“There are moments you remember all your life, there are moments you wait for and dream of all your life, this is one of those moment…” That lyric from Yentl, the movie starring Barbara Streisand, pops into my head from time to time (It is a good thing for you that I am writing this, as I am not above belting it out and acting out entire scenes from this musical…). Recently I heard Jennifer Roth say to another rider during our clinic: “Every step belongs to you.” Those words floated around me like a mist, settling into every nook and cranny of my brain, and I could clearly see the transformation of Pippi and me, as a team.

When we first started, or even before that, when I was the show mom and just sat on Pippi from time to time, Pippi was so clearly in charge of each and every step. When I started really riding, we had a bit of a leadership battle. Pippi was in charge, and we both knew it. We also knew that this would have to change, but none of us knew how. I worried about what this shift would do to us; could we still have fun and be us if I bossed her around? Would Pippi resent it?

My secret fear was that Pippi would shut down, and shut me out, and that I would no longer feel a closeness to her. I realize that to some this will sound totally ridiculous, but I don’t care. Once I started to “hear” Pippi, I was loath to lose that, and yet I wanted us to grow as a team. I made the decision that if I ever felt that our training was driving a wedge between us, something would have to change. My closest friends heard me ponder and question, and more than one remarked that this sounded just like a parenting problem. I admit to not liking this, as I really hate it when someone calls me Pippis “mom.” (I have two kids! Pippi is my partner, my teammate, my four legged side kick.)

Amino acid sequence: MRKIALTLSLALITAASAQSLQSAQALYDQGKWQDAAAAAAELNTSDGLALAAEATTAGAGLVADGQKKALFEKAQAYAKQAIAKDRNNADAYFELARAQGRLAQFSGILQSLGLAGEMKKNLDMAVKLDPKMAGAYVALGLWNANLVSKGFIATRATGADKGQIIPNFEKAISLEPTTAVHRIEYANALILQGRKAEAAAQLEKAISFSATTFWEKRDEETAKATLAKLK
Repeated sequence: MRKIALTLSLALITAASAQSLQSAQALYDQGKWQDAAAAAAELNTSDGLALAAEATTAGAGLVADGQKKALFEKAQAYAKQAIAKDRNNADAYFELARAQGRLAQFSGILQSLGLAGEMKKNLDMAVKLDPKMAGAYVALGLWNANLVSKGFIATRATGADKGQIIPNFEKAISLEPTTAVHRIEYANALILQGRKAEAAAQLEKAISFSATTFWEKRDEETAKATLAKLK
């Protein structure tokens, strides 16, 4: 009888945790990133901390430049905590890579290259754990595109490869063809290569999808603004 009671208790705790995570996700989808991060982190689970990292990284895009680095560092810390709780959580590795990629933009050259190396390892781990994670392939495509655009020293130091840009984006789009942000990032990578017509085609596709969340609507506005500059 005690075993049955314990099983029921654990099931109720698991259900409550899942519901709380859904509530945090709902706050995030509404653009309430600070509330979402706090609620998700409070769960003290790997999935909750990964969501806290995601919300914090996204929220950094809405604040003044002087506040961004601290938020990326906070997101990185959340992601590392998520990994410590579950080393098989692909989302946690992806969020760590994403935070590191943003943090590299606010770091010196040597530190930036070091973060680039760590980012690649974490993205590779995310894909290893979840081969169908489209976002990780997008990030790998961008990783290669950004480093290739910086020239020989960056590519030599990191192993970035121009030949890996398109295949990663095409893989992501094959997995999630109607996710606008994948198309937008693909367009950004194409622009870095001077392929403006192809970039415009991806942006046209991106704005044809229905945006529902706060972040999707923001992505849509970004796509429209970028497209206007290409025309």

Pippi and I - one year apart.

Pippi and I – one year apart.

But as I sat there watching this lesson, with “every step belongs to you” bouncing its way around my noggin, I realized that we had freaking done it. Pippi and I had come out the other end, and we were okay. We had realigned our partnership, and we were still intact. She is still a silly mare with strange rules like “two feet = one treat” and she still piaffes on her own when excited. I still insist on hugging her too long, and she is still smarter and knows first when the hug should be over. I still sing to her, and a portion of the same song lends itself quite well if you change “Papa” to Pippi.

I remember, Papa Pippi – everything you taught me

What you gave me, Papa Pippi

Look at what it’s brought me!

Looking back I feel a little foolish, but I blame it on that nervous feeling everyone gets in a new relationship. Is she going to still be my friend if I show her my bossy side? Can you be respected and loved all at the same time? Turns out you can, if you are willing to wait, be patient and always do everything from a place of mutual respect. Pippi and I are not the same, things have changed, and I will not claim that our relationship is better. It’s just as good, but in a new and working way. I still hear her, and sometimes she still gives me some ‘tude, but we are team with me as the team leader.